JOHANNESBURG, South Africa — Pro-government militants in Zimbabwe have launched a "witch hunt" for suspected opposition supporters in the wake of that country's presidential election, according to human rights activists and opposition leaders.
The activists said Thursday that ruling party militants had killed four supporters of the Movement for Democratic Change since the election that returned longtime President Robert Mugabe to power earlier this month and that hundreds of others had been chased from their homes. In other incidents, opposition supporters have been abducted and scores of their homes have been torched and their possessions stolen, the activists said.
The assaults came in reprisal for refusal to vote for Mugabe and his ruling ZANU-PF party, MDC officials and human rights groups said. They charge that the government is trying to eliminate any political opposition.
"It's extremely serious," said Nkanyiso Maqeda, an information officer for the MDC. He spoke by phone from the Zimbabwean capital, Harare. "It's actually a calculated retribution action by the government. It's not something coincidental. It's not something spontaneous. It's something planned."
Government officials dismissed the charges of a state-sponsored witch hunt as ludicrous.
"The only truth is that the MDC are bad losers," said George Charamba, Zimbabwe's secretary of state for information and publicity. "Because they lost the elections, they are trying to win sympathy on the basis of claims and accusations."
Many local and foreign observer groups have condemned the election as deeply flawed and rigged to guarantee Mugabe's victory. Mugabe's main challenger, the MDC's Morgan Tsvangirai, called the vote "daylight robbery."
The Commonwealth, consisting of Britain and its former colonies, has suspended Zimbabwe from the organization for a year, citing the "high level of politically motivated violence" surrounding the vote.
Forty people, mainly opposition supporters, have been killed in political violence since the beginning of the year.
Opposition officials said their polling agents were the main targets. The names of polling agents representing the various political parties were published in newspapers before the election, the officials said.
The situation "has intensified and become more focused, in that now they are actively looking for MDC supporters and are hunting them accordingly," said Frances Lovemore, a doctor with Armani Trust, a leading human rights group in Zimbabwe. "They are on a door-to-door witch hunt. It's dreadful at the moment."
Evidence of Opposition Supporters on the Run
Lovemore said her group, which provides medical treatment to victims of political violence, has evidence that about 1,250 MDC supporters are on the run.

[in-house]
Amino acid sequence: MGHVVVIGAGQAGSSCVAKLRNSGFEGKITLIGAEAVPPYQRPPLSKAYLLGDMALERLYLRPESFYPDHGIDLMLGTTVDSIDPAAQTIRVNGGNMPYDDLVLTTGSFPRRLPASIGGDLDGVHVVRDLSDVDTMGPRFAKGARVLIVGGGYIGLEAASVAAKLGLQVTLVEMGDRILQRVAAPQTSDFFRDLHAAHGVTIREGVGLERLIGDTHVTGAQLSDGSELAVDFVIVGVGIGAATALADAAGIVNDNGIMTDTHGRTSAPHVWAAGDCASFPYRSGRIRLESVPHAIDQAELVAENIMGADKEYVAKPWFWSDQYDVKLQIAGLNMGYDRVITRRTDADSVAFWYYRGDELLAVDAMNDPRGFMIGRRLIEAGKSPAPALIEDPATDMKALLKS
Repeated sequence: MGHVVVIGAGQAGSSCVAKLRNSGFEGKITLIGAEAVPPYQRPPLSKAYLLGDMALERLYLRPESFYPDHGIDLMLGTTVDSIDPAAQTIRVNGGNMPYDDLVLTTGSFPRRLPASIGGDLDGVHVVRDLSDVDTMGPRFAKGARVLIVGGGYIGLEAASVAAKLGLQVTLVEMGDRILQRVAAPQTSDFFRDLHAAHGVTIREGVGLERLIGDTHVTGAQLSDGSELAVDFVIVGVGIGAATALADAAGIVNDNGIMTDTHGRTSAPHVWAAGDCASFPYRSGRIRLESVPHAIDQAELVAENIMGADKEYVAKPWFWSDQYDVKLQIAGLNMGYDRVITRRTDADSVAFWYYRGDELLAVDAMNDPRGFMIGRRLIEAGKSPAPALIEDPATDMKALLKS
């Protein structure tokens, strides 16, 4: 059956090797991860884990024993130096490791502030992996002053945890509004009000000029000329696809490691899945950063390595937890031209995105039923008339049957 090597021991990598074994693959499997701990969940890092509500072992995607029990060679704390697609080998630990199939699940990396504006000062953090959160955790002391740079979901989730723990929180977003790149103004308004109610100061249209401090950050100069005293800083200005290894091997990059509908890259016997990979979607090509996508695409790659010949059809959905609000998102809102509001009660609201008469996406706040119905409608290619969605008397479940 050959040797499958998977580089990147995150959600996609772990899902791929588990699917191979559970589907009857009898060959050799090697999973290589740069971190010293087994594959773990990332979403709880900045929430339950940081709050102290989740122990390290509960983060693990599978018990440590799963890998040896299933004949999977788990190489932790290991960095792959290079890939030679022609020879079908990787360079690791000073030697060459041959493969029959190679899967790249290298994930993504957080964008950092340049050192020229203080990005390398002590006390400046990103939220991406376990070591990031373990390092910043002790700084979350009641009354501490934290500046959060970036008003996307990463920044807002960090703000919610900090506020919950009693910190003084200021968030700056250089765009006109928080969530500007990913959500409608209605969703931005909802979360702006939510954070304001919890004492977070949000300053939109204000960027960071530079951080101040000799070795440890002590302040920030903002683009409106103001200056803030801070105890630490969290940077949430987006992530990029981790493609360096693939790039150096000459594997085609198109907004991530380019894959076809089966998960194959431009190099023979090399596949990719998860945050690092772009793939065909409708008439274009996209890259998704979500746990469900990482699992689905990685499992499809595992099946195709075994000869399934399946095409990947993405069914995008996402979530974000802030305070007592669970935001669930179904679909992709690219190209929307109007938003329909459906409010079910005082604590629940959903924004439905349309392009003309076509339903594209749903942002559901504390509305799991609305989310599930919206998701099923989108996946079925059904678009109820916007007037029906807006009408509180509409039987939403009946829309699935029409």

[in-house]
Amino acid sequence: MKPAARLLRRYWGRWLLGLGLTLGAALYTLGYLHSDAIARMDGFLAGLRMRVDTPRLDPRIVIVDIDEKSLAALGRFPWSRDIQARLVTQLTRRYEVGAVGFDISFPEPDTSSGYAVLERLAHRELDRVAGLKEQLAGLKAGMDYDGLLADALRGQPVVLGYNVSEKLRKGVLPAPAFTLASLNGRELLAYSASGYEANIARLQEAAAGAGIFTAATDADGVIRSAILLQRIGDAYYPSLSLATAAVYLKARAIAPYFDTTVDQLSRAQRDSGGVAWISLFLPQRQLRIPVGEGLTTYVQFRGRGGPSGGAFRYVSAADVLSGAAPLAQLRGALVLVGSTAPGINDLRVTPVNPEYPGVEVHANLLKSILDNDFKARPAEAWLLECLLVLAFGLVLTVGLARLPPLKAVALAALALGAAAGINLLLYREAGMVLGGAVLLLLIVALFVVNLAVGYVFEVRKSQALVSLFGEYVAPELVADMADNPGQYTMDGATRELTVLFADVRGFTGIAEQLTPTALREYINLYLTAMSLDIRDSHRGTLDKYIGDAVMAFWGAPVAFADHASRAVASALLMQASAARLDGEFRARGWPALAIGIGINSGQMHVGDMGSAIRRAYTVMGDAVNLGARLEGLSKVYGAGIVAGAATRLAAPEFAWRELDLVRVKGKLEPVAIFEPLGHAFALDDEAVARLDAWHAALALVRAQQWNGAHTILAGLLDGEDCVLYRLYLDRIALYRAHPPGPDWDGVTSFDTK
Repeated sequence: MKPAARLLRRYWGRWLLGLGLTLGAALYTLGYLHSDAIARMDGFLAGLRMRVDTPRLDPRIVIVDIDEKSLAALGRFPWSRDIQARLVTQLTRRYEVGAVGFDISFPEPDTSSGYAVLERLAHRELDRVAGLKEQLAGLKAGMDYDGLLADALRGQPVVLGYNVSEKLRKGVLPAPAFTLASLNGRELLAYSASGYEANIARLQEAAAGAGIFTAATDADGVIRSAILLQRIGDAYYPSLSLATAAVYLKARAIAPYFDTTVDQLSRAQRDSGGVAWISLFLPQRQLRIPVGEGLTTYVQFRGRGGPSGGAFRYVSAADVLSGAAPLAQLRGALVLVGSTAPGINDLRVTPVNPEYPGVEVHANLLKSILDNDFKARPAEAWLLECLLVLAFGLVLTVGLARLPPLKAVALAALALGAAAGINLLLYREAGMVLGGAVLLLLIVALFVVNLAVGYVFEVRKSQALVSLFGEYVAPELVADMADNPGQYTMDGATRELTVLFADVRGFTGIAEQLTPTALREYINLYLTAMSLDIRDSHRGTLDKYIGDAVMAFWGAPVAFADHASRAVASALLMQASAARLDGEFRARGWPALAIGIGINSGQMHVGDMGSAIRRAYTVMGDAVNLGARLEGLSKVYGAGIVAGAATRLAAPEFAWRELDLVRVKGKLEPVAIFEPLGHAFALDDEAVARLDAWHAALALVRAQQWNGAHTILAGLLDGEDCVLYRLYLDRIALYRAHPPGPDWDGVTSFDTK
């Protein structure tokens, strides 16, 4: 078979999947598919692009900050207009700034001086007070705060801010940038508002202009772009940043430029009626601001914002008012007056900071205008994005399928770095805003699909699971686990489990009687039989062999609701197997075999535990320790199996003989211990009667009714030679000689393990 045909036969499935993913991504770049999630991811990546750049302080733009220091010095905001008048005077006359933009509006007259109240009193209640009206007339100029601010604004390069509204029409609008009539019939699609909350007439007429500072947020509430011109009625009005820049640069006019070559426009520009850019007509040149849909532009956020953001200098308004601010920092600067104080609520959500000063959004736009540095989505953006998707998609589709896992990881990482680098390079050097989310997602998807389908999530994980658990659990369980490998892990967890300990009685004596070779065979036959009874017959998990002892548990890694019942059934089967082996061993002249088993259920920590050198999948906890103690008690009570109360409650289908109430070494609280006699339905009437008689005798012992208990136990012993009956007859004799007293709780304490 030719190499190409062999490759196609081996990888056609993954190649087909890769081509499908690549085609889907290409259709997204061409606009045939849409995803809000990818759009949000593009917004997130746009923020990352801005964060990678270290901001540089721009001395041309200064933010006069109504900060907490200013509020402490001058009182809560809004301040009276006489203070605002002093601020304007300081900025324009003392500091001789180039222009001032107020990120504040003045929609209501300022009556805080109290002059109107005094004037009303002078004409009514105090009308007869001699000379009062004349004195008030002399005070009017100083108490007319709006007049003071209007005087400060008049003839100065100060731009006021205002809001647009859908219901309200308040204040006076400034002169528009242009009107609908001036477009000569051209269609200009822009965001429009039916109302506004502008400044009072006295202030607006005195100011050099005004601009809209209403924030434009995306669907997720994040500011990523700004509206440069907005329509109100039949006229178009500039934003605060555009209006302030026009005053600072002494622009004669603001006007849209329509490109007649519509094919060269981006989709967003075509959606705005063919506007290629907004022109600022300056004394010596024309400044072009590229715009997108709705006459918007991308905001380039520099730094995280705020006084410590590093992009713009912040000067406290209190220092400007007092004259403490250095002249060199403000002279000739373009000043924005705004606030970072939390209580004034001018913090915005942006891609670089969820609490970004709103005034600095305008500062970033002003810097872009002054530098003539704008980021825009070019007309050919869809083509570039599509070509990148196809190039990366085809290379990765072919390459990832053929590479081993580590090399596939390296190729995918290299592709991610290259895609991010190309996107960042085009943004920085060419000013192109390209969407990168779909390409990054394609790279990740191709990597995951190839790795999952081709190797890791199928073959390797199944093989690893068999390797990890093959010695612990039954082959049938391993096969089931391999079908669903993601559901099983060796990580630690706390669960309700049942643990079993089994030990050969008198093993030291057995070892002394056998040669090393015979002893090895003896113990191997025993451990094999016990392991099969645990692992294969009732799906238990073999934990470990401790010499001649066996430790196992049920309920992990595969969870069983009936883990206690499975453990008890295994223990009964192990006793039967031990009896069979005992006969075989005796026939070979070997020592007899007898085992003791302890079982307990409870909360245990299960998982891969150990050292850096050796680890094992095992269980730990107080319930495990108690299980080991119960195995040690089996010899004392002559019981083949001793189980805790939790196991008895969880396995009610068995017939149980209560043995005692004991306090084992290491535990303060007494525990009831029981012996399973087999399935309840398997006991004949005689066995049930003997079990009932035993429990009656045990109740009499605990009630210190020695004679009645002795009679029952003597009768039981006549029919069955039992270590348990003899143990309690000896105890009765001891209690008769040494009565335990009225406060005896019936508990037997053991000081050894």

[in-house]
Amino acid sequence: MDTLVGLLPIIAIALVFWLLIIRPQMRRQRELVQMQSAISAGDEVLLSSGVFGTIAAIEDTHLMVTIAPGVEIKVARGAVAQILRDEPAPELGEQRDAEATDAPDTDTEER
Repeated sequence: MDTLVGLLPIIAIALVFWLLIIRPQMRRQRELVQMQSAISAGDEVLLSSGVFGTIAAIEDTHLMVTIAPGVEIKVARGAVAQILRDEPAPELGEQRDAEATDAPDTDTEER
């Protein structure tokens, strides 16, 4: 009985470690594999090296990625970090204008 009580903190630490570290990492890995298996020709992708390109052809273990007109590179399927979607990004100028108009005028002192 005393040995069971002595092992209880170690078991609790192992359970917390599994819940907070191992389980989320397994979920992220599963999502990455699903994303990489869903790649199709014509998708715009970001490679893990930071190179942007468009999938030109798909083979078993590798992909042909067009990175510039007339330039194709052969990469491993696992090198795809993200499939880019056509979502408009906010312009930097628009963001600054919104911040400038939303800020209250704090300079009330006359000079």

Lovemore said she has treated a variety of injuries, including soles that were beaten raw, whipped buttocks, lacerated backs and ruptured eardrums.
Munyaradzi Bidi of ZimRights, a human rights group based in Harare, said last week that members of the Zimbabwean election observer team, drawn largely from church groups and civic society, had been "threatened for having taken part in the observing."
Also of mounting concern for opposition activists is the continued existence of so-called terror camps--in places such as school halls and community centers--where youth brigades with the ZANU-PF, or Zimbabwe African National Union-Patriotic Front, allegedly gather to stage attacks on opposition supporters.
Government official Charamba said that reports by local human rights groups couldn't be trusted because the organizations are notoriously pro-MDC and therefore the information they give is unlikely to be objective.
"Don't forget who the Armani Trust is. Don't forget who the Zimbabwe Human Rights Network is. They are part of the propaganda infrastructure of the MDC . . . of the British government," Charamba said.
Mugabe has accused the opposition of being a puppet of Britain, Zimbabwe's former colonial ruler. He accuses the MDC of seeking to recolonize Zimbabwe by handing power back to the country's minority white population, many of whom are British descendants and have traditionally made a living in Zimbabwe as industrialists or commercial farmers.
It isn't surprising, therefore, that white farmers say there has also been a surge in violence against them and their laborers since the election ended.
A white farmer was killed in the week after Mugabe's March 17 inauguration, bringing to 10 the number of white farmers killed in the two years since the government launched its controversial "fast track" land reform program that seeks to wrest land from whites for redistribution to landless blacks.
About 4,500 white farmers own 70% of the country's best farmland. The government wants to seize at least 20.5 million acres of the 29.6 million acres now in white hands. Not all the farms have been taken, but veterans of Zimbabwe's independence war and other pro-government militants have illegally occupied some of them.